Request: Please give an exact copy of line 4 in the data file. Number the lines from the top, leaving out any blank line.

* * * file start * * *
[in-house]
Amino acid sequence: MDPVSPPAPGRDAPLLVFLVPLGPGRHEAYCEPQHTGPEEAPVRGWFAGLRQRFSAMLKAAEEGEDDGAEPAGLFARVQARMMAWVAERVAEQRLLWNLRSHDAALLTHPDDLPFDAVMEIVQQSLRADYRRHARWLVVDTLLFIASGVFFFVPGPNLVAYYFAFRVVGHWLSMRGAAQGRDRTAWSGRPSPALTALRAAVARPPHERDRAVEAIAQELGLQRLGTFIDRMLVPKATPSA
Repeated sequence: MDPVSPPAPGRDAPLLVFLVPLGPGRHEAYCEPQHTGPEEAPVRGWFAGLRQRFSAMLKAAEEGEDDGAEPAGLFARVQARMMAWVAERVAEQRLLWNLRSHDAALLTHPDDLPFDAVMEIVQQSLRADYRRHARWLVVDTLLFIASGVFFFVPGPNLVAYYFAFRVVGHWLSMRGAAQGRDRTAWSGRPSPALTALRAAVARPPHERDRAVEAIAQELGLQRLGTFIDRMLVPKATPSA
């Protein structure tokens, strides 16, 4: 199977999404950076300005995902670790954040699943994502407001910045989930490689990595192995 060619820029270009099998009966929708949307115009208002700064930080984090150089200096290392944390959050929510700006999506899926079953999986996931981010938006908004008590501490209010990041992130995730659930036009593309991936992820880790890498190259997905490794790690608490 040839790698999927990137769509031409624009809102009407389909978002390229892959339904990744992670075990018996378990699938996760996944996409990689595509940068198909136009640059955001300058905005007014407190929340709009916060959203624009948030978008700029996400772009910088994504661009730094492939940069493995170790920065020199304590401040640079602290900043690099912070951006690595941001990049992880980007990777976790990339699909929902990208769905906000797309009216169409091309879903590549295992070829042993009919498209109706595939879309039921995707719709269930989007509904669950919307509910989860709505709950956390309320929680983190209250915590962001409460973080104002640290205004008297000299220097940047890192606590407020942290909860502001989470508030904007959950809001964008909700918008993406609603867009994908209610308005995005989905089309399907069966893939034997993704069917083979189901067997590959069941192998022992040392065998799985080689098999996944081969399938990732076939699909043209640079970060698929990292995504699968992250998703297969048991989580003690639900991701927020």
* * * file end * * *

């Protein structure tokens, strides 16, 4: 199977999404950076300005995902670790954040699943994502407001910045989930490689990595192995 060619820029270009099998009966929708949307115009208002700064930080984090150089200096290392944390959050929510700006999506899926079953999986996931981010938006908004008590501490209010990041992130995730659930036009593309991936992820880790890498190259997905490794790690608490 040839790698999927990137769509031409624009809102009407389909978002390229892959339904990744992670075990018996378990699938996760996944996409990689595509940068198909136009640059955001300058905005007014407190929340709009916060959203624009948030978008700029996400772009910088994504661009730094492939940069493995170790920065020199304590401040640079602290900043690099912070951006690595941001990049992880980007990777976790990339699909929902990208769905906000797309009216169409091309879903590549295992070829042993009919498209109706595939879309039921995707719709269930989007509904669950919307509910989860709505709950956390309320929680983190209250915590962001409460973080104002640290205004008297000299220097940047890192606590407020942290909860502001989470508030904007959950809001964008909700918008993406609603867009994908209610308005995005989905089309399907069966893939034997993704069917083979189901067997590959069941192998022992040392065998799985080689098999996944081969399938990732076939699909043209640079970060698929990292995504699968992250998703297969048991989580003690639900991701927020």